In order to find the first set of A players (and to identify your current A’s internally), you can turn to the power of Big Data. We love data in virtually every form, from the performance of our clients’ campaigns and businesses to the flow of candidates through our hiring funnel, to the number of coffees brewed by all of the coffee makers in our building (2013 was a banner year at 62,329). Let’s look at the patient website conversion funnel (Figure 1) we addressed earlier.

data-view_klick_fig1a_600px

This is obviously a simplified example, but you can see how each of the vertical lines represents a conversion opportunity at which we will inevitably experience some drop-off. Not everyone who searches for our keywords will click on our ads. Not everyone who gets to the website will complete the guide. Not everyone who completes the guide will actually take it to their doc and walk out with a scrip. It’s in our best interest, though, to positively pressurize the system so that as many Google searchers as possible end up on scrip. We measure every aspect of the conversion funnel, especially at the vertical lines, to optimize the number of people who make it to the next step without dropping out.

The opposite of positive pressure is obviously negative pressure. In order to find those A players—the signals hidden among all the noise—you have to find a way to change the signal-to-noise ratio. We apply a noise filter by pressurizing the funnel in the opposite direction: We want to make it very difficult to move through to the end and we want to increase drop off at each point as much as possible. Our funnel gets a lot more steps in it as a result (see Figure 2).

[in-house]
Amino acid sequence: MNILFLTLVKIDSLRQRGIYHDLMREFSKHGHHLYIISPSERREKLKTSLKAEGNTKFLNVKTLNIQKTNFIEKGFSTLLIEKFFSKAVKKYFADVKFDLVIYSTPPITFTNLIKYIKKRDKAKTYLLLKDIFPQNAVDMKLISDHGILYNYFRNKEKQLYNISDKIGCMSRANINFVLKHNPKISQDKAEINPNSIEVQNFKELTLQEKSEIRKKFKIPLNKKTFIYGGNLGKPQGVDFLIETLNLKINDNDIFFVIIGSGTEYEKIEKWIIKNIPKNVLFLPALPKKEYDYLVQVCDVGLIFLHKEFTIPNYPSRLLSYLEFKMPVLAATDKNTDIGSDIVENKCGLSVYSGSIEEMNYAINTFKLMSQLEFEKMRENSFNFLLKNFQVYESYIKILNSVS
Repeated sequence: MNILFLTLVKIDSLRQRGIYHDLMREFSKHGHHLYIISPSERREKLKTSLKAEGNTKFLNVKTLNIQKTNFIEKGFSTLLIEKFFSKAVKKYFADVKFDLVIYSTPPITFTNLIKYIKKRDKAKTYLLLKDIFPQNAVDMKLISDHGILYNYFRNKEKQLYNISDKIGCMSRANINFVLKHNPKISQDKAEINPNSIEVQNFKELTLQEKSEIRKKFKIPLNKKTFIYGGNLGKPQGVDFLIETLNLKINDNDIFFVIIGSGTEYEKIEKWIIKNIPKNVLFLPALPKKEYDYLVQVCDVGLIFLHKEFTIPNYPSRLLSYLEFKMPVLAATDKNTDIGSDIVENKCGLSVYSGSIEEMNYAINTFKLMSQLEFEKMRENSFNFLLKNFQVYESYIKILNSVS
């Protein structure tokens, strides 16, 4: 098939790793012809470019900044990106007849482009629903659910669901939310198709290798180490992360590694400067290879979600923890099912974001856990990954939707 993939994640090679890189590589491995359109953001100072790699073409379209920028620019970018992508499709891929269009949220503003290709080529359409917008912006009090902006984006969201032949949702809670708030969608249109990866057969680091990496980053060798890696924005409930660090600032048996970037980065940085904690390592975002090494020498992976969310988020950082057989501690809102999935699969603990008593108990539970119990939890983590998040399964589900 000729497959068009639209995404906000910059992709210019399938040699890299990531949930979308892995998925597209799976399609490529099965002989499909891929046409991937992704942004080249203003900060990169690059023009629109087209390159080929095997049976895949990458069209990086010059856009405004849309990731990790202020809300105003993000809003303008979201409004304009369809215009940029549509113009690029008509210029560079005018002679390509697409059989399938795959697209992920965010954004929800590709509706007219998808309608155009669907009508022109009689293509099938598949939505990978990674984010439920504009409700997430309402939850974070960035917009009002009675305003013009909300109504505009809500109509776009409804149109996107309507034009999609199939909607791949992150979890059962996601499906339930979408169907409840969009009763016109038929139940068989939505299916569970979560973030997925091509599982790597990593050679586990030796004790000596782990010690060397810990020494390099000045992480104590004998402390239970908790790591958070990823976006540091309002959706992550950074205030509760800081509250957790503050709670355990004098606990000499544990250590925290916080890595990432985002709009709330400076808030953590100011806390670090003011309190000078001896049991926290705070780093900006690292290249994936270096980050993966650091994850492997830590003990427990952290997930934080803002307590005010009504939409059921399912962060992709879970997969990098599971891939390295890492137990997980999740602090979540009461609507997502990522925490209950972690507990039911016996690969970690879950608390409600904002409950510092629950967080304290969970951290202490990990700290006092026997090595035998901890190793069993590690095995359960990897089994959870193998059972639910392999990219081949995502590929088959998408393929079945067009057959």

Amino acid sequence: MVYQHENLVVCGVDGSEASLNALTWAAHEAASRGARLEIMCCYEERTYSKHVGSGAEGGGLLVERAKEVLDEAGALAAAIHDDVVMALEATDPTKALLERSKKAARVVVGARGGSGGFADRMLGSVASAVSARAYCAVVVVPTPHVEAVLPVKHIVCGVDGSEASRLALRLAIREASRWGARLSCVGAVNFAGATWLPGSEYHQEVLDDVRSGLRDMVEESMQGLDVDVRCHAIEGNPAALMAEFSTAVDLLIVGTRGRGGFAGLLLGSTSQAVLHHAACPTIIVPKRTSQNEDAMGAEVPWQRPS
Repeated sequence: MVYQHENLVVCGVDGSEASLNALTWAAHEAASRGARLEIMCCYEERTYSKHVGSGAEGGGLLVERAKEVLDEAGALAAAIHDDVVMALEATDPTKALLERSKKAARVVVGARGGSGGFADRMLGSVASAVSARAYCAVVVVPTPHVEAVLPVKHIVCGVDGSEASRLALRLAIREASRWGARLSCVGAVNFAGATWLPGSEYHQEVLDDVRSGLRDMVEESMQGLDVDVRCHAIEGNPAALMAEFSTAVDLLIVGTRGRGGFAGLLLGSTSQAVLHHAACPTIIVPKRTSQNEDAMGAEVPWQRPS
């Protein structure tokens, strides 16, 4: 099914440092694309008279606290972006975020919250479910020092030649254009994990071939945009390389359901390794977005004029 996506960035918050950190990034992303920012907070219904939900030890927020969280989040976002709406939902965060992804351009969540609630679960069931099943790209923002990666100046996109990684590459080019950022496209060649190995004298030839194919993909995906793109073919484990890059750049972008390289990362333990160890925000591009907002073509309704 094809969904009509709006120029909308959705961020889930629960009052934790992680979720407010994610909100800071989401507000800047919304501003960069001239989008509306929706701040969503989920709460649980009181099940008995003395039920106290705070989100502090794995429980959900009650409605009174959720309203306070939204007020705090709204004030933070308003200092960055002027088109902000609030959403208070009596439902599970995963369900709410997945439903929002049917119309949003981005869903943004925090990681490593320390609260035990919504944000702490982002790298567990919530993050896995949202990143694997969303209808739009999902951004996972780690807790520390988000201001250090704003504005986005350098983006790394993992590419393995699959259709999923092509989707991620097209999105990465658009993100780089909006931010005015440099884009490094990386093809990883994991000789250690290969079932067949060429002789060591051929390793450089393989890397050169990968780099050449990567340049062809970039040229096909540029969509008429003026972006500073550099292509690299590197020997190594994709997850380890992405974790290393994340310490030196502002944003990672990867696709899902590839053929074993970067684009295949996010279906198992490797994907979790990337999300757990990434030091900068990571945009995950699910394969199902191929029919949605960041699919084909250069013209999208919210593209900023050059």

data-view_klick_fig2_400px

These extra steps, combined with negative pressure, mean that we can go from close to 10,000 applications to 100 very high-quality hires in less than a month. Our tools and automation take the manual labor out of the equation, meaning our people can focus on teasing out the signal and don’t have to worry about the noise.

Many of our clients face their biggest hiring challenges when they begin to assemble a commercial team for a new molecule’s launch. If they’re an emerging biotech commercializing for the first time, they’re about to double in size and change their focus from research and development to sales and marketing. The challenge of hiring that many new people at the same time runs the risk of adding a considerable amount of unproven talent (the so-called “newbie ratio”), creating silos and communication breakdowns and radically changing the culture built up over their R&D lifespan. Building the right hiring funnel, with the right tools and processes in place, can instead build an incredibly fast organization able to achieve at a much higher level.

  • Jay Goldman

    Jay Goldman is a Managing Director at Klick Health and leads Kick’s Sensei Labs team in addition to heading the company’s Innovation group. He is a co-author of the New York Times bestseller “The Decoded Company” and has been published in the “Harvard Business Review.”